I still like “being bored”, although an awareness of God’s presence cannot be boring. Since we know a tree by its fruits, I could not say Centering Prayer has had any real meaning unless fruits were evident. In my everyday life, I’ve had a heighted awareness of both the presence of God as well as my own sin. I’m more able to let go of negative thoughts, feeling and emotions, even something as simple as a bad mood.
I’m often struck by how paradoxical Centering Prayer can be. It is the simplest thing in terms of just being still, but unbelievably difficult to not engage any thoughts for a significant amount of time. Once deep in the silence of the prayer, however, I would describe it as an experience of God’s embrace.  To use an analogy, imagine what it is like to be hugged by someone close to you; it’s an exterior experience. Now try to imagine if someone could actually hug you from the inside, if that is even possible to imagine. To date, it’s the best metaphor I can think of.


  1. The Catholic Church rejects centering prayer as dangerous.

  2. Anonymous,
    Thank you for the article. I do think the article is misleading. Centering Payer (CP) is not about creating a “mental void”. It is not about erasing or emptying the mind of all thoughts & feelings; it’s about DETACHING from thoughts & feelings (interior noise) to have a greater awareness of God’s presence.

    I have the 20th anniversary edition of the book “Open Mind, Open Heart” by Keating and we read on page 22 “Your purpose is not to suppress all thoughts because that is impossible.” It goes on, “CP is not a way of turning on the presence of God. It is a way of saying ‘Here I am’. The next step is up to God.”

    As far as the warning from Fr. Amorth, I think if he meant CP, he would have listed CP along with the other types of mediations.

    I can see how the similarities to meditations in eastern religions can cause suspicion. I think it was JP2 that alluded to finding at least some good or truth in all religions. CP takes some aspects of eastern meditations and applies them in a more perfect way. It reminds me of how Rosary beads are similar to Buddhist prayer beads that existed long before the Rosary.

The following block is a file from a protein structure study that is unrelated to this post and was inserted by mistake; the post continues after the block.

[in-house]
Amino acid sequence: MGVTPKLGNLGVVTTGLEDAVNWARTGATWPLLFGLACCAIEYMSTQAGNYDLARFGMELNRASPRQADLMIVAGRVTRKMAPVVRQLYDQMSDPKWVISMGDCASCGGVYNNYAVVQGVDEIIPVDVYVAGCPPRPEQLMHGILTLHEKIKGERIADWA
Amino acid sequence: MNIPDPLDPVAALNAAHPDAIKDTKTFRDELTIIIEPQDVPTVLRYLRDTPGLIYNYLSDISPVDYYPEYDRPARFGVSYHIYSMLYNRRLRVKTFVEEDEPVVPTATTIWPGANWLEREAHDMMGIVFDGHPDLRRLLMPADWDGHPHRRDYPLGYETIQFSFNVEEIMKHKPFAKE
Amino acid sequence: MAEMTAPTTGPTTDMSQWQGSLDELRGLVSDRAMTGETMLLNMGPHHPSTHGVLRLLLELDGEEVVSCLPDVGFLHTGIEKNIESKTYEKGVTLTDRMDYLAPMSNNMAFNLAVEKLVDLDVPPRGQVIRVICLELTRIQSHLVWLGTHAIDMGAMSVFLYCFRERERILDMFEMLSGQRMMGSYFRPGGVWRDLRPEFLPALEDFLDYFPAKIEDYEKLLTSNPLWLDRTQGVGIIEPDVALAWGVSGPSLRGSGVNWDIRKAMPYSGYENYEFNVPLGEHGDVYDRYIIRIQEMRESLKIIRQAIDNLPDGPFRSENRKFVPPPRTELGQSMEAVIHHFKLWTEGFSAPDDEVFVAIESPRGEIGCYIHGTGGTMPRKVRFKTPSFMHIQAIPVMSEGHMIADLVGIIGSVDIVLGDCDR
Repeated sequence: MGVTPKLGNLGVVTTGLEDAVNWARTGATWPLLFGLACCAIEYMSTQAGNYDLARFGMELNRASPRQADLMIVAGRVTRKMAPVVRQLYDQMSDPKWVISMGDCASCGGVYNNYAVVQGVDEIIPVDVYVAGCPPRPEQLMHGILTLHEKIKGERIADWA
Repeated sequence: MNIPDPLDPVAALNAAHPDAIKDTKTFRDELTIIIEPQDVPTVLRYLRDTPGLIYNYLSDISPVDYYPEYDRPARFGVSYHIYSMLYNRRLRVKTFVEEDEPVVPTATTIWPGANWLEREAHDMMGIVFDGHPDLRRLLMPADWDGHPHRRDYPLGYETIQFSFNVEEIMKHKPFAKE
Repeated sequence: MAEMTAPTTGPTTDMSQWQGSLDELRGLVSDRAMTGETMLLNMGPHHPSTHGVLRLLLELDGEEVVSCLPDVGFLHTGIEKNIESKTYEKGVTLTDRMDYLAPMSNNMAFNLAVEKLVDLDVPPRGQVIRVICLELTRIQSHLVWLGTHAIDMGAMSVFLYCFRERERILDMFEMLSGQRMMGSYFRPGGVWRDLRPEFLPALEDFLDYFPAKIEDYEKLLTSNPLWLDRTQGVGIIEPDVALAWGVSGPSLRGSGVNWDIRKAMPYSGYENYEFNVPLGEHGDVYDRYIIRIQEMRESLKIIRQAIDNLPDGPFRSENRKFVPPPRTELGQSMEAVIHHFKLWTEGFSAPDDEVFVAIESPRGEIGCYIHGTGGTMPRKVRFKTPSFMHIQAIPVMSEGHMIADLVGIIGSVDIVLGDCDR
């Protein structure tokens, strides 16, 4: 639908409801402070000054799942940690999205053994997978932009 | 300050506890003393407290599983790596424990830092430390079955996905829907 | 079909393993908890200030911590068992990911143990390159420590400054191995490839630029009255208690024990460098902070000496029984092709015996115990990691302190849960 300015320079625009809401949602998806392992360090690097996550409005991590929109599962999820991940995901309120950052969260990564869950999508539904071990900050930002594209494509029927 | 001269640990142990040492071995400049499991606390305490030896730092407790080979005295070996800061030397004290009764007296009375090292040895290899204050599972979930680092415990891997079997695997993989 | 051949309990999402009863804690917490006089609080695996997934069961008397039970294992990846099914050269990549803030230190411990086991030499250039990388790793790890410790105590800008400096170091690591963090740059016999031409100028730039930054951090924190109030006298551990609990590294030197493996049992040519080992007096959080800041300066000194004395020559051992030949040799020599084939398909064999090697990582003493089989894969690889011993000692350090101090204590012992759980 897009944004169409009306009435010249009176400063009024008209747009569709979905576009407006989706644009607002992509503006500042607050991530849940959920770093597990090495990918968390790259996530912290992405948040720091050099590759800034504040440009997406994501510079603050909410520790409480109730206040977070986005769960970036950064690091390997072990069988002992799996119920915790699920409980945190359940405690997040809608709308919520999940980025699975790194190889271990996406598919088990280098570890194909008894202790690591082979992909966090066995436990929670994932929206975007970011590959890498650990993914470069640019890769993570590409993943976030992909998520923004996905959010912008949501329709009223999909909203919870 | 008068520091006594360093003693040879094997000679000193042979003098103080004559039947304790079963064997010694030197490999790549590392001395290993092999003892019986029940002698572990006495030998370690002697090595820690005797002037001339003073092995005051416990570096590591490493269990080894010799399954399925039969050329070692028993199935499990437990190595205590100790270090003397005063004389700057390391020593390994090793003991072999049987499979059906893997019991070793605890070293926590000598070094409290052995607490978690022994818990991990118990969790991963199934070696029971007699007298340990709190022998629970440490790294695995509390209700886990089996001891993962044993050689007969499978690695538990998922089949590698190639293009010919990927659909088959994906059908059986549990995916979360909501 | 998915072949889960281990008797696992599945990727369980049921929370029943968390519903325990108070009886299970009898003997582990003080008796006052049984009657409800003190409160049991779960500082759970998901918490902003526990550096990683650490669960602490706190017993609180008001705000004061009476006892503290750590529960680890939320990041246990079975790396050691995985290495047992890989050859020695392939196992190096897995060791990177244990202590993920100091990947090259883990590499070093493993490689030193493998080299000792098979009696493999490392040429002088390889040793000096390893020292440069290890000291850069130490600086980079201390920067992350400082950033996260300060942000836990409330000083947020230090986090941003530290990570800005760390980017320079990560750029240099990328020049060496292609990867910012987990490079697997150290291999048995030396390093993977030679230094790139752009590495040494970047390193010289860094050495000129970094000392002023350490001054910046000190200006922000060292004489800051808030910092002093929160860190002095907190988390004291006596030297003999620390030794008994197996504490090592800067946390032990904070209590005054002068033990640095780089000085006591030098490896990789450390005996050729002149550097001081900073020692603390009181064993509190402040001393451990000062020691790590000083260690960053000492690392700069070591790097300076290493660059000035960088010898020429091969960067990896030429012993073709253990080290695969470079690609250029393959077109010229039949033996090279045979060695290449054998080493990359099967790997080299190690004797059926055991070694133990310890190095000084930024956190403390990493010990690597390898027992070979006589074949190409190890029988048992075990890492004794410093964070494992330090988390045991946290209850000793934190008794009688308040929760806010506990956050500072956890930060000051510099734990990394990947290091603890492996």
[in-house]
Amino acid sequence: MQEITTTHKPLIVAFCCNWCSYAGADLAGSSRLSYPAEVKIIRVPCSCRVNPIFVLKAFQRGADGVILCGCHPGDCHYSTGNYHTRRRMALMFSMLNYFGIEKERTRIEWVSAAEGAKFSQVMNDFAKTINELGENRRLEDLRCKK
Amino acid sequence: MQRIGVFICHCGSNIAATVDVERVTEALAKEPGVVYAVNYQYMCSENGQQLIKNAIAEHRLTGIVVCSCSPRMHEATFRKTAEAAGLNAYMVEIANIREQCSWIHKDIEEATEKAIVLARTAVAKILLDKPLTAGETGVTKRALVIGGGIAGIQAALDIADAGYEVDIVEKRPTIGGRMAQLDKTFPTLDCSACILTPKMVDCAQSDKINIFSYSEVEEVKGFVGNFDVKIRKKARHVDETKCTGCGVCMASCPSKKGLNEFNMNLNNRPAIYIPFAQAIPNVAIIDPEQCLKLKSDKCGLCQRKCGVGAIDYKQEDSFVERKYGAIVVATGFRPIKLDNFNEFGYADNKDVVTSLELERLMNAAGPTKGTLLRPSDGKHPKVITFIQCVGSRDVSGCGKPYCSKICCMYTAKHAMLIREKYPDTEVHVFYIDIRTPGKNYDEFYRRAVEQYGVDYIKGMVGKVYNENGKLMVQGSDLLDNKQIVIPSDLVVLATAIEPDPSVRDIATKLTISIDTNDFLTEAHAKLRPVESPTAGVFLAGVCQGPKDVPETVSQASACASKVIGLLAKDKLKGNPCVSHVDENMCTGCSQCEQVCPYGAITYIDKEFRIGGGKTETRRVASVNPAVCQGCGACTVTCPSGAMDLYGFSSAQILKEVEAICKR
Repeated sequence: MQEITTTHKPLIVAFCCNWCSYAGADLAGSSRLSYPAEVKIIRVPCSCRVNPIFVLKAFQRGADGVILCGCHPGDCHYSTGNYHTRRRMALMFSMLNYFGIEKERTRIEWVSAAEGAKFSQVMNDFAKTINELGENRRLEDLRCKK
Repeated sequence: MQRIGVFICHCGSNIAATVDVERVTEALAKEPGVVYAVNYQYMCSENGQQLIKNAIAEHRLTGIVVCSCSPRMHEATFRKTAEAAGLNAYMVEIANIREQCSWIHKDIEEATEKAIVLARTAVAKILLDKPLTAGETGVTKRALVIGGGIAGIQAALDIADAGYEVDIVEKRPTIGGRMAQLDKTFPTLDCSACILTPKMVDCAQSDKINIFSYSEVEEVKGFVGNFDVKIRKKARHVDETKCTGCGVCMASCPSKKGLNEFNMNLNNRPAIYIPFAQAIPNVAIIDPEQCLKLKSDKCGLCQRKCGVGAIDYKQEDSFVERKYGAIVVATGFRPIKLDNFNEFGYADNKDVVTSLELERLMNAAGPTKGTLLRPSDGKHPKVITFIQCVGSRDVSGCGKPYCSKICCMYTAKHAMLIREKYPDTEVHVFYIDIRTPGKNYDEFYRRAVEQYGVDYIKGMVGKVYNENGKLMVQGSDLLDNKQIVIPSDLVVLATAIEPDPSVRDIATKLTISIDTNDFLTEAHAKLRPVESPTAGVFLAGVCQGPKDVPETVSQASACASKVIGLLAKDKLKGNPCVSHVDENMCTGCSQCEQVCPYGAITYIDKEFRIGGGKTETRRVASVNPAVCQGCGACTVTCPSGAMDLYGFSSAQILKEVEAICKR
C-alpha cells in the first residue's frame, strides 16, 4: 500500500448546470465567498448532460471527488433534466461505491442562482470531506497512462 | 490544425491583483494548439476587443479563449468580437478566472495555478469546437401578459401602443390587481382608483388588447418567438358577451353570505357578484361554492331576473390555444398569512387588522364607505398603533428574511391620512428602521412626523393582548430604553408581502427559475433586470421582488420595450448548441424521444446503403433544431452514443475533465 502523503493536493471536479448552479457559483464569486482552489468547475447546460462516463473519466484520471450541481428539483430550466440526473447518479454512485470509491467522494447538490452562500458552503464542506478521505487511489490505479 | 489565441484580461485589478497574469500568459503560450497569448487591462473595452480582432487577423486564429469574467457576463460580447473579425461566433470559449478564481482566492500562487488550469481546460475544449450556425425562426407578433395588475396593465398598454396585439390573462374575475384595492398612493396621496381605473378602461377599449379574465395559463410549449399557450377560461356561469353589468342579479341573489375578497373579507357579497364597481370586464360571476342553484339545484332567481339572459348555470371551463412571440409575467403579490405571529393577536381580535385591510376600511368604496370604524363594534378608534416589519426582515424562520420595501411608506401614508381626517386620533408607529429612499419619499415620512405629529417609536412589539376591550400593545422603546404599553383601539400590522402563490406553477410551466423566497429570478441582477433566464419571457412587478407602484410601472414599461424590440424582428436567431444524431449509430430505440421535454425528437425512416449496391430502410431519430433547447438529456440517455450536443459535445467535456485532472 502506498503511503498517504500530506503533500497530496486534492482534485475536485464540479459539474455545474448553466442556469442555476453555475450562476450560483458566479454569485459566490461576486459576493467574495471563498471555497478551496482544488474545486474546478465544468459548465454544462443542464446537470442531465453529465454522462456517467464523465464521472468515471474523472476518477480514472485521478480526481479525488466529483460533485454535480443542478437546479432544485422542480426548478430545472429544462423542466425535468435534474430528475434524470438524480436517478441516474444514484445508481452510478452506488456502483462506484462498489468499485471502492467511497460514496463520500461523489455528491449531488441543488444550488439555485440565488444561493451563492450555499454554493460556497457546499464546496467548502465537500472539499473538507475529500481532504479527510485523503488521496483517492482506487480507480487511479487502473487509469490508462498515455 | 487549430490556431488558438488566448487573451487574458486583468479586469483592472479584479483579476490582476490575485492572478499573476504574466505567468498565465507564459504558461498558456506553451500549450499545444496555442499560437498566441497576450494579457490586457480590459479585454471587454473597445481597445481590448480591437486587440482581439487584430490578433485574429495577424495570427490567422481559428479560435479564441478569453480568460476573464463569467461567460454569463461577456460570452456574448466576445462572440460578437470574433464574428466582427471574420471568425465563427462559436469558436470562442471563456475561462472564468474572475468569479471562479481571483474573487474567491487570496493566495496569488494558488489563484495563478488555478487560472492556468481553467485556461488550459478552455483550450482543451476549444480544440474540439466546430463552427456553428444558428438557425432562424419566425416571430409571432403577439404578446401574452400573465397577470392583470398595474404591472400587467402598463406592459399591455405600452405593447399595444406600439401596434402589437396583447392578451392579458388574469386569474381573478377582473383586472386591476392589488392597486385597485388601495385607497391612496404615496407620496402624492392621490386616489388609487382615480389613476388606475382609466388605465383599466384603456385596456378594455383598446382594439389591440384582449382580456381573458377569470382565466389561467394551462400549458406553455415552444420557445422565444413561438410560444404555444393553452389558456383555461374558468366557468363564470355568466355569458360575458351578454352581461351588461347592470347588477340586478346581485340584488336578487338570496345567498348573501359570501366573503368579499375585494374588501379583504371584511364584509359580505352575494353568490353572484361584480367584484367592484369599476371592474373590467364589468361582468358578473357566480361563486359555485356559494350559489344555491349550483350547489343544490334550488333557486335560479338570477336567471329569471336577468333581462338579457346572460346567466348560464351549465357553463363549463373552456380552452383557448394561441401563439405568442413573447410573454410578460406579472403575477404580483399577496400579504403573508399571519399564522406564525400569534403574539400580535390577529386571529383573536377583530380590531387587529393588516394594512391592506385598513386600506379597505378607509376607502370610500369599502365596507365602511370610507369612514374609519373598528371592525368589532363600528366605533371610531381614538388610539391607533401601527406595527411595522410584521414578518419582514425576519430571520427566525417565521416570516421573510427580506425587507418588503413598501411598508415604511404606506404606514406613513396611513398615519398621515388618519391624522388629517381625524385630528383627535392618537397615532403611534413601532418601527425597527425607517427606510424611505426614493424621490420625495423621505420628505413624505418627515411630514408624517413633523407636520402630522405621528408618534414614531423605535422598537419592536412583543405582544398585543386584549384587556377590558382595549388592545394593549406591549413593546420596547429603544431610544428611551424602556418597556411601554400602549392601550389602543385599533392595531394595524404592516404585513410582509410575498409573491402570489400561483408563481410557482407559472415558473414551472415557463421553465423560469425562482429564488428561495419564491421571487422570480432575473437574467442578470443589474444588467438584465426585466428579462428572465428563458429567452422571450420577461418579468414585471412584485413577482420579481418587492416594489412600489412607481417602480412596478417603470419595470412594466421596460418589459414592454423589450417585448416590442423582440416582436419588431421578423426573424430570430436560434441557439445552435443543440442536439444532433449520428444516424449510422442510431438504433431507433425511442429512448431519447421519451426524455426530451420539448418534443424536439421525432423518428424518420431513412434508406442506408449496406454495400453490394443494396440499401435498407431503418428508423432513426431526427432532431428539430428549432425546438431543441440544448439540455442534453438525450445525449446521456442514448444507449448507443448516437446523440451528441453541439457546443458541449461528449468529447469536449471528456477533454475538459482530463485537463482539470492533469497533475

In the modern age of information and image bombardment, CP helps to lead us to that “gaze of faith, fixed on Christ” that the Catechism mentions (#2715).

  3. Come to find out that the Contemplate Outreach website has FAQ’s that address the concerns in comment #1. Here is one FAQ:

    Q: How is Centering Prayer different from meditation, especially Eastern meditation practices?

    A: Centering Prayer does not "empty the mind" or exclude other forms of prayer. It is not a "technique" that automatically creates "mysticism" or a means "to reach an altered state of consciousness." It is important not to confuse Centering Prayer with certain Eastern techniques of meditation such as Transcendental Meditation. The use of the sacred word in Centering Prayer does not have the particular calming effect attributed to the TM mantra. Nor is the sacred word a vehicle leading to the spiritual level of one's being as it is in TM. There is no cause-and-effect relationship between using the sacred word and arriving at some altered state of consciousness. The sacred word is merely the symbol of the consent of one's will to God's presence and action within based on faith in the doctrine of the Divine Indwelling. The sacred word is simply a means of reaffirming our original intention at the beginning of our period of prayer to be in God's presence and to surrender to the divine action when we are attracted to some other thought, feeling or impression.

    Throughout the period of Centering Prayer, our intention predominates the movement of our will to consent to God's intention, which according to our faith, is to communicate the divine life to us. Hence, unlike TM, Centering Prayer is a personal relationship with God, not a technique.